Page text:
A. Definition: an attempt or refusal to acknowledge some anxiety-provoking aspect of oneself or external reality. Denial may be an acceptable first phase of coping as an attempt to allow time for adaptation.

Focus topic: Psychosocial Integrity: Behavioral/Mental Health Care Throughout the Life Span

B. Assessment:

Focus topic: Psychosocial Integrity: Behavioral/Mental Health Care Throughout the Life Span

  • Observe for defense and coping mechanisms such as: dissociation, repression, selective inattention, suppression, displacement of concern to another person.
  • Note behaviors that may indicate denial of diagnosis:
    a. Failure to follow treatment plan.
    b. Missed appointment.
    c. Refusal of medication.
    d. Inappropriate cheerfulness.
    e. Ignoring symptoms.
    f. Use of flippant humor.
    g. Use of second or third person in reference to illness.
    h. Flight into wellness, over activity.
  • Use of earliest and most primitive defense by closing eyes, turning head away to separate from what is unpleasant and anxiety provoking.
  • Note range of denial: explicit verbal denial of obvious facts, disowning or ignoring aspects or minimizing by understatement.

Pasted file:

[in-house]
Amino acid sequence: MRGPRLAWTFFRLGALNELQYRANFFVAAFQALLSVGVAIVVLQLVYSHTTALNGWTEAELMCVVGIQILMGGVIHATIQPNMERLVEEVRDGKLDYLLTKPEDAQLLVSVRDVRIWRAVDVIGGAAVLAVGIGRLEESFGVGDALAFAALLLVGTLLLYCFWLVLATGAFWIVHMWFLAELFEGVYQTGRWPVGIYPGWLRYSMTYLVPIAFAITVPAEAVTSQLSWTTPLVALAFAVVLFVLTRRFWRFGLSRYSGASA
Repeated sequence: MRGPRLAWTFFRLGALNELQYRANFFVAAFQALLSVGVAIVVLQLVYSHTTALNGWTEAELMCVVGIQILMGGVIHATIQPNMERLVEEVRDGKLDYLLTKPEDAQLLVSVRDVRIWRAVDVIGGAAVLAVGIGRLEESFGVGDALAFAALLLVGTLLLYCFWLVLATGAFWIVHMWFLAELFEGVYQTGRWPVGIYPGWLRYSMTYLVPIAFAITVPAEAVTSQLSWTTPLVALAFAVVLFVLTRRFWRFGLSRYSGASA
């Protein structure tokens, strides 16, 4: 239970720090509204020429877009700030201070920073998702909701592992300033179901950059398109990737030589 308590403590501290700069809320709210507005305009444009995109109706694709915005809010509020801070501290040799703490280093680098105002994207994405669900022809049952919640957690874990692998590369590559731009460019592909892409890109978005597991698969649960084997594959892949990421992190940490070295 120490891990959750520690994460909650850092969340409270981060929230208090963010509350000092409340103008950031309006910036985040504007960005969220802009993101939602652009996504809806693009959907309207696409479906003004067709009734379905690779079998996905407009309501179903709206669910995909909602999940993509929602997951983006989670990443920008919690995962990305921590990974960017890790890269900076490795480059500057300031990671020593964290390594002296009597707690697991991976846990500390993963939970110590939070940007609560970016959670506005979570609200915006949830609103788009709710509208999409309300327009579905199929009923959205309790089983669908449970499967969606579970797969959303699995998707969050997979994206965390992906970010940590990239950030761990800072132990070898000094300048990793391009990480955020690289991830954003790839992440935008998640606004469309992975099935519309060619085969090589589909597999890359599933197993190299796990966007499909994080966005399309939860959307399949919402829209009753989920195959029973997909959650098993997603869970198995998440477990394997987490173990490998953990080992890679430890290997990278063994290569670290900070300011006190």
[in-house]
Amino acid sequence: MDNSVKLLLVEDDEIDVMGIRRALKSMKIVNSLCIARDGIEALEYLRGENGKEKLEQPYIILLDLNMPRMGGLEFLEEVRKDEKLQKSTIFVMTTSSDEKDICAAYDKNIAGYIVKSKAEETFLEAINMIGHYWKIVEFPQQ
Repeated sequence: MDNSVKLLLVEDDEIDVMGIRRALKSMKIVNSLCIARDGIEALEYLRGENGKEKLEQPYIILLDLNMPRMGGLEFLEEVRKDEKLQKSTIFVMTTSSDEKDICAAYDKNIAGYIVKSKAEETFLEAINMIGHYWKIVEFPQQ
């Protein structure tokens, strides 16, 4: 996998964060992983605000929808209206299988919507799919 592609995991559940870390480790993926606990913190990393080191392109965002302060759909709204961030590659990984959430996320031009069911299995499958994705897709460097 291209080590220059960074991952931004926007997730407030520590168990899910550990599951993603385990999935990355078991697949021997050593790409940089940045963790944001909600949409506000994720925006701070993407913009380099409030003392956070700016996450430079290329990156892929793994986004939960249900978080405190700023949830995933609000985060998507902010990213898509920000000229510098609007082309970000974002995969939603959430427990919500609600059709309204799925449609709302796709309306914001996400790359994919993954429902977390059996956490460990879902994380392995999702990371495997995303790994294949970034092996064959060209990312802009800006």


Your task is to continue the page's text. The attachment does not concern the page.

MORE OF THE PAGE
• Be aware of situations such as long-term physical disability that make people more prone to denial of illness. Denial of illness protects the ego from overwhelming anxiety.

C. Analysis/nursing diagnosis: ineffective denial related to:

  • Untenable wishes, needs, ideas, deeds, or reality factors.
  • Inability to adapt to full realization of painful experience or to accept changes in body image or role perception.
  • Intense stress and anxiety.

D. Nursing care plan/implementation:

  • Long-term goal: understand needs met by denial.
  • Short-term goals: avoid reinforcing denial patterns.
    a. Recognize behavioral cues of denial of some reality aspect; be aware of level of awareness and degree to which reality is excluded.
    b. Determine if denial interferes with treatment.
    c. Support moves toward greater reality orientation.
    d. Determine person’s stress tolerance.
    e. Supportively help person discuss events leading to, and feelings about, hospitalization.